Tradional sticky notes turn digital with RFID tags


Written on Monday, February 11, 2008 by Gemini

Indian inventor creates sticky notes with RFID tags that can not only SMS you your reminders, but can also help you locate books and key-chains from around your home!!!

Imagine you scribbled a sticky note about an upcoming doctor’s appointment. You place the note on your home desktop computer, only to forget about the appointment. But guess what? The note reminds you about your appointment via a friendly text message on your mobile phone.

Indeed, such technology will soon be possible, thanks to Pranav Mistry, an alumnus of IIT-Bombay.

Sticky notes are one of the most ubiquitous and convenient items in our daily lives. By simply scribbling and sticking them on a surface, they help us manage our ‘to-do’ lists and capture short reminders or information that we may need in the near future. But with our lives going digital, pen and paper are fast losing their place of importance.

“I love sticky notes,” says Mistry, a graduate student at the US-based Massachusetts Institute of Technology’s Media Lab. “They are handy and quick. But I wanted them to be active, remind me of my appointments, and help me manage my world better; so I just made them a little smart.” Mistry, who hails from Palanpur in Gujarat, is the inventor of ‘Quickies’ – intelligent sticky notes that can be digitally searched, located, and can send reminders and messages.

The goal of Quickies is to bring one of the most useful inventions of the 20th century – the sticky note – into the digital age, says Mistry. Quickies connect remotely to a computer, collaborate seamlessly, and update you via various sources, such as sending an SMS on your mobile phone.

How does it work?

The process is simple: As the user notes down a reminder on a physical sticky note, the information is simultaneously captured and stored as a digital note on a computer. A computer program, coupled with digital-pen hardware, enables this capturing. The computer program processes the digital note, recognises and converts the hand-written text into digital text, and applies some computational methods to understand the context and the content of the information.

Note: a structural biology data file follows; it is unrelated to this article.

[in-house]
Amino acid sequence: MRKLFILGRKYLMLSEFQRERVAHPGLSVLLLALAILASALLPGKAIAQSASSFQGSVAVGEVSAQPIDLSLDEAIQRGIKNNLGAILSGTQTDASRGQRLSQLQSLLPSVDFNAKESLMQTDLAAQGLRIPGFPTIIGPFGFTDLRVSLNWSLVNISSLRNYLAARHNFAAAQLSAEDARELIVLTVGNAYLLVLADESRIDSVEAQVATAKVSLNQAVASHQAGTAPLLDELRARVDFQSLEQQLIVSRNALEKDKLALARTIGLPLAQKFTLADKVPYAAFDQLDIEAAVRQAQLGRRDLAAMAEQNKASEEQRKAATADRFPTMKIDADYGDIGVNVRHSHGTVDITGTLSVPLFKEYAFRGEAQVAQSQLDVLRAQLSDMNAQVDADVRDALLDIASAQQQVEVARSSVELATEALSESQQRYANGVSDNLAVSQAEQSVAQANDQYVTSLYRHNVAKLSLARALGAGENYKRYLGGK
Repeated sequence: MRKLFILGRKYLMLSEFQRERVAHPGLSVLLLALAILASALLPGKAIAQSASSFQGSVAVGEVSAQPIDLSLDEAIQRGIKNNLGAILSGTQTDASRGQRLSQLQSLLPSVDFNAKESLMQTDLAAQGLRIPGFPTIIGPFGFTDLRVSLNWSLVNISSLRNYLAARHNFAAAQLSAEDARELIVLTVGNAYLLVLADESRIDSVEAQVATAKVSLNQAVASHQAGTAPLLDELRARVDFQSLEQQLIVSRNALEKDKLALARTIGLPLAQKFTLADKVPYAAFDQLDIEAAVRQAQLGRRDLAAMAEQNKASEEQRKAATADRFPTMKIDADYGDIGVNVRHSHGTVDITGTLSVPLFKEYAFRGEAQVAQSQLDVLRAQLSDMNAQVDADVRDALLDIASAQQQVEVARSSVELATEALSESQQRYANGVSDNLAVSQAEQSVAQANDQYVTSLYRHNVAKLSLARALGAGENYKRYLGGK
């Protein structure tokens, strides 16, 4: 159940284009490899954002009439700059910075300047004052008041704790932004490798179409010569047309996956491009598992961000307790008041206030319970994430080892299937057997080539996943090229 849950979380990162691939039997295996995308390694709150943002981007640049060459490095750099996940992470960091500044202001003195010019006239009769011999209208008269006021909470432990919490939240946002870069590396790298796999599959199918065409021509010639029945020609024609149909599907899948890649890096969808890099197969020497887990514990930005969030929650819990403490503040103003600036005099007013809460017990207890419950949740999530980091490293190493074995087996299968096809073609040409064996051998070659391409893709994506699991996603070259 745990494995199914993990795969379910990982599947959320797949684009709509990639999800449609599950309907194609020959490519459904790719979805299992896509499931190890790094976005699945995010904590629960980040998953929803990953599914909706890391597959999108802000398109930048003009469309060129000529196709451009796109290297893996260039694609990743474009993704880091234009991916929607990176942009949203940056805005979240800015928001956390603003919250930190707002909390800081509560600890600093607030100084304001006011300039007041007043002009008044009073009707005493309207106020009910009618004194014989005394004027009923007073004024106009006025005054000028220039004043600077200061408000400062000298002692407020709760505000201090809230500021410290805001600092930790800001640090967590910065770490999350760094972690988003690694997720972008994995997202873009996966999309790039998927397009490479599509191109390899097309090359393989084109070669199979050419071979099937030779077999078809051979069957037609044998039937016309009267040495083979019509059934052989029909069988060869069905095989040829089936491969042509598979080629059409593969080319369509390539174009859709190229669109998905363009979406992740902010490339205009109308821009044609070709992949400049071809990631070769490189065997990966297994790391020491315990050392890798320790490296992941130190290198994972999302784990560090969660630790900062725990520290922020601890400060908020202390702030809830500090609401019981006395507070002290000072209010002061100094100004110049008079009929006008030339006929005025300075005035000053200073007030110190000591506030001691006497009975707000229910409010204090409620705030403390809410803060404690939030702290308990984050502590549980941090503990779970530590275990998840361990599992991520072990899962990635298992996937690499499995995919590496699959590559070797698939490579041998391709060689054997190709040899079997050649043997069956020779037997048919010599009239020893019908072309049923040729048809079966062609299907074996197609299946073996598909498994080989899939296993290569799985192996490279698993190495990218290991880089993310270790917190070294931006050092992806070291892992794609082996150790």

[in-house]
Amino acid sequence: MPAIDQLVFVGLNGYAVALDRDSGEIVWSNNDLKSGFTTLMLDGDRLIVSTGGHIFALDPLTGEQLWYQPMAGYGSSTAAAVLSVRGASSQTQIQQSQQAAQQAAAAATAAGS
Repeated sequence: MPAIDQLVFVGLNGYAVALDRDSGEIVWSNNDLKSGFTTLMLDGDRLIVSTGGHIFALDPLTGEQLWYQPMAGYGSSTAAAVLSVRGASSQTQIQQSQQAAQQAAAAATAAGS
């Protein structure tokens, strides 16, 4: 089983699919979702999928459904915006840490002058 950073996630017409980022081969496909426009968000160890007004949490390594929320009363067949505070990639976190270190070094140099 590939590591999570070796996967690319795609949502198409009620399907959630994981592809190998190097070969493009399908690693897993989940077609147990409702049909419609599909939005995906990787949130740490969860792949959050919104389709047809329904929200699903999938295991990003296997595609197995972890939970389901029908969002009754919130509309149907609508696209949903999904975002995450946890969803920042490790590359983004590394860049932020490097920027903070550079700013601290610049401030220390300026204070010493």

The program is also smart. For example, in a scenario where a note was written about an appointment, it updates the user’s calendar and also reminds him of the scheduled appointment via an SMS on his mobile phone. The Quickies can also be used as location tags for items such as books. “One of the most interesting features is ‘findability’. At the back of each of the Quickies is a unique RFID tag, which makes it possible to locate them in the house or office,” Mistry says.

But wouldn’t the Quickies be rendered useless without the digital pen? Not so. “The core innovation that drives ‘Quickies’ lies in the algorithms and intelligence,” Mistry says. “Although there are many digital pens which can be used with the technology, a small scanner would eliminate their need, and a normal pen could be used in that setup. Just to let you know, we have a version where you don’t need to be near a computer.”

And what would the cost be?

“At present, the system costs us around $75 (Rs 3,000), although that can be cut by half,” he says.

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